Episode 50: Alien (1979) and Aliens (1986)

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DIMINISHING RETURNS: A comedy podcast about movie sequels, prequels, spin-offs and reboots. Hosted by Allen and Chris. WARNING: Contains Scottish accents and spoilers.

 

In This Episode:

In celebration of the shows half century episode tally it felt like the right time to look at one of the greatest sequels of all time, Aliens (1986) – which happens to be Chris’s favourite movie,  and the movie that kicked of the whole franchise, Alien (1979).

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In Space No One Can Hear You Scream:

Now, on this show, Ridley Scott has come under fire for his latter day tampering with the franchise and his disappointing prequels, in Prometheus and Alien: Covenant, but Alien is a stone cold classic. Released in the immediate aftermath of the Star Wars phenomenon at the tailend of the 1970’s. With the public’s appetite whetted for more science fiction cinema movie studios were more than happy to get on board and fund projects. However it’s hard to know if 20th Century Fox new what they were in for when Walter Hill’s Brandywine Productions hired Ridley Scott to direct Alien, from Dan O’Bannon’s heavily rewritten script. The original working title of Star Beast would be changed, O’Bannon choosing Alien due to the frequency of the words use in the screenplay. With O’Bannon and, producing partner/co screenwriter, Ronald Shusett on the verge of signing a deal with Roger Corman’s studio a happy accident brought the script to Brandywine, a production team with links to major studio 20th Century Fox.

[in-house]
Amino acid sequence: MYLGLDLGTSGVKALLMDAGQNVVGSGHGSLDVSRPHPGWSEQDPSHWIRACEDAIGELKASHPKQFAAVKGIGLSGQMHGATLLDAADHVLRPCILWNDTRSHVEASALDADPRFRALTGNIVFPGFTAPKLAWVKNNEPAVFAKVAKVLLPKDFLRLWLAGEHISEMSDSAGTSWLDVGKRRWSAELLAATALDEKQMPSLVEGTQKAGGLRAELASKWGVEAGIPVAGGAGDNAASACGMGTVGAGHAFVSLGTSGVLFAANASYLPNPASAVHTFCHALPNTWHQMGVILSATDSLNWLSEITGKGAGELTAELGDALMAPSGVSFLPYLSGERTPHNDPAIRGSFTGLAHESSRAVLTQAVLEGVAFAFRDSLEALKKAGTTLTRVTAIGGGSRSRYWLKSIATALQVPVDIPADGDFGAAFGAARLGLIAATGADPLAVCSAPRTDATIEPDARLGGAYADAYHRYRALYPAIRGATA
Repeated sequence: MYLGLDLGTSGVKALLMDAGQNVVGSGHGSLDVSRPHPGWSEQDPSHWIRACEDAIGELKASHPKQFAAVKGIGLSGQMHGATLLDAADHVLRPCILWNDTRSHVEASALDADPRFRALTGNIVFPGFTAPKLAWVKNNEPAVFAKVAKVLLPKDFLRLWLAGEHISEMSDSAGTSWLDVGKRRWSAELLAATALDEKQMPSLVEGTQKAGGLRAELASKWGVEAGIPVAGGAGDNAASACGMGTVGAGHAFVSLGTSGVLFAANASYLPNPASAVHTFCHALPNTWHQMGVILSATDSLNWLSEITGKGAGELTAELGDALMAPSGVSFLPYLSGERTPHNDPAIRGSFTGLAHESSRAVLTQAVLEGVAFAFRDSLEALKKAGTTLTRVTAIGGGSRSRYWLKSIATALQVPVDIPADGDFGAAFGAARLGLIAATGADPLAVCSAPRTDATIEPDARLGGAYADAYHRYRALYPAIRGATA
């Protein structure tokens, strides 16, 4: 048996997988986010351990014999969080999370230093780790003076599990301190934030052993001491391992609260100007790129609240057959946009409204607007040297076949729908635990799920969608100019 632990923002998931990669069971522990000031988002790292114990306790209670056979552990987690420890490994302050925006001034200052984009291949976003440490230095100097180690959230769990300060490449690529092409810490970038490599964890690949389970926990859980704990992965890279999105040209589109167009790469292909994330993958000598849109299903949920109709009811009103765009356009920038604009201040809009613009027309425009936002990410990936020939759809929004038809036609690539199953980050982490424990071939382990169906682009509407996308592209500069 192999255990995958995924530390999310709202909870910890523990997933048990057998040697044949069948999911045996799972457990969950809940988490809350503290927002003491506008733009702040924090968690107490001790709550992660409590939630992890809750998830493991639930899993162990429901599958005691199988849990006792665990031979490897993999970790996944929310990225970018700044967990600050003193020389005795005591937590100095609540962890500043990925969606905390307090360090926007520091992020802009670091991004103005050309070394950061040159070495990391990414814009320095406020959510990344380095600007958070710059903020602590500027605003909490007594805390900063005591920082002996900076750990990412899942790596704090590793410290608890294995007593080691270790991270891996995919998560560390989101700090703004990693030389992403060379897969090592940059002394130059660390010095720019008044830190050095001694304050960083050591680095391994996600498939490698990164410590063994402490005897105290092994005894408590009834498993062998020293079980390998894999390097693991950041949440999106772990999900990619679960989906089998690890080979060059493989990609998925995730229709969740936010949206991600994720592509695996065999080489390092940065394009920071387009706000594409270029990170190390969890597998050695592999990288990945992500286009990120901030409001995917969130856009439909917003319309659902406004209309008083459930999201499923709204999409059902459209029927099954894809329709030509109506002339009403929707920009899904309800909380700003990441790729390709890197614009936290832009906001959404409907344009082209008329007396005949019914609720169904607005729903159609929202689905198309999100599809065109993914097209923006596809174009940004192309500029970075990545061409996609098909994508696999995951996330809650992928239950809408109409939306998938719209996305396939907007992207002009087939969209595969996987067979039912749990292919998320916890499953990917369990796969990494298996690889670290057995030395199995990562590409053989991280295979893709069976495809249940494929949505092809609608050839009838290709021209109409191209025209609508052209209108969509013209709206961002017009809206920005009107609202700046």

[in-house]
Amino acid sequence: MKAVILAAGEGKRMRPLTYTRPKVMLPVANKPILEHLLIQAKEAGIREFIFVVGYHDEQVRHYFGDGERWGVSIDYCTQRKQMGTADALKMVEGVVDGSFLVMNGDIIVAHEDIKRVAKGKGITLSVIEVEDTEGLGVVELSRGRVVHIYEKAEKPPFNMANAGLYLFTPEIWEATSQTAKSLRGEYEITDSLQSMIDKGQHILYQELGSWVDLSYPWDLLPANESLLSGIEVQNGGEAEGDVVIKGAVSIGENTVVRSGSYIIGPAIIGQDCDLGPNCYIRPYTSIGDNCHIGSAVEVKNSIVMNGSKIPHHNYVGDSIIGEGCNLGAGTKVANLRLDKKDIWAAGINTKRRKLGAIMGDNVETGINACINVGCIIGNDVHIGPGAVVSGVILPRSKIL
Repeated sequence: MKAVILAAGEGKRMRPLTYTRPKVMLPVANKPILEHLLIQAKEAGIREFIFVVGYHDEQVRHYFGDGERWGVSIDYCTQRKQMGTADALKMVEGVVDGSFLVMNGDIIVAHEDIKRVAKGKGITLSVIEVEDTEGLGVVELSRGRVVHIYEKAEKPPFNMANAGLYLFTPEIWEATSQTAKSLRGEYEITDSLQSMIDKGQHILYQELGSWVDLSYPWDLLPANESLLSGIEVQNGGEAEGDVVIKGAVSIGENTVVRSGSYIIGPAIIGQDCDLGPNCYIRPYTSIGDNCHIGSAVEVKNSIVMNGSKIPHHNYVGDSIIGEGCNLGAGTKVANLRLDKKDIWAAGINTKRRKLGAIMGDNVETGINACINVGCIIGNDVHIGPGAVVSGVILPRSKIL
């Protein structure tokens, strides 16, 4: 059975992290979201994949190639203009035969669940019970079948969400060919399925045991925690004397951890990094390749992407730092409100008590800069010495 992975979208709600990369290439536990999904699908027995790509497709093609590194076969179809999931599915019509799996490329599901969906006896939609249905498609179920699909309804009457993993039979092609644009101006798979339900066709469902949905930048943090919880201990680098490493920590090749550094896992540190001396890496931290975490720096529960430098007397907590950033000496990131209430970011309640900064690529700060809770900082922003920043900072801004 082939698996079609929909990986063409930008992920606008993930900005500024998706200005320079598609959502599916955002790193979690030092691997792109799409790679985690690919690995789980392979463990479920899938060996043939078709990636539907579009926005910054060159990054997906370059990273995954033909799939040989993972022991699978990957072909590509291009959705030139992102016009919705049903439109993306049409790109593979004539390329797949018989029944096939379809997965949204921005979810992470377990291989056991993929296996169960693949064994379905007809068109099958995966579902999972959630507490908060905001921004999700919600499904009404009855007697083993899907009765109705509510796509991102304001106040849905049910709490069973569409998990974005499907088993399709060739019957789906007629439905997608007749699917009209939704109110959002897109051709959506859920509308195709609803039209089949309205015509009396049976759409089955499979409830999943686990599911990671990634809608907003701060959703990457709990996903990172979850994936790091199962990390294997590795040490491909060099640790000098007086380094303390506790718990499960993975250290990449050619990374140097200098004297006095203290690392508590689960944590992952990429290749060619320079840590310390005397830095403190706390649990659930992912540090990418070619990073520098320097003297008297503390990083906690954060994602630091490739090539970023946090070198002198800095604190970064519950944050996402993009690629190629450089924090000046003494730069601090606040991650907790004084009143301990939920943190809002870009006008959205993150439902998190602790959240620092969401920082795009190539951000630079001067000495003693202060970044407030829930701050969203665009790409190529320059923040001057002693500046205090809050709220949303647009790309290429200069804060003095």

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H.R. Geiger’s Necronomicon IV

Where George Lucas had created a colourful adventure, stuffed with outlandish and weird characters, which owed a huge debt to episodic pulp serials of the 1930’s and 40’s, Scott created, with significant aesthetic input from H.R. Geiger, a dark horror movie on board a spaceship. Riffing on the paranoid Sci-Fi of the 1950’s Alien would play like Jaws in space as the blue collar crew of the Nostromo face off against a merciless killing machine. Alien’s brooding atmosphere and deliberate pacing would ratchet the tension and a feeling of dread in the silent isolation of space, where no-one can hear you scream.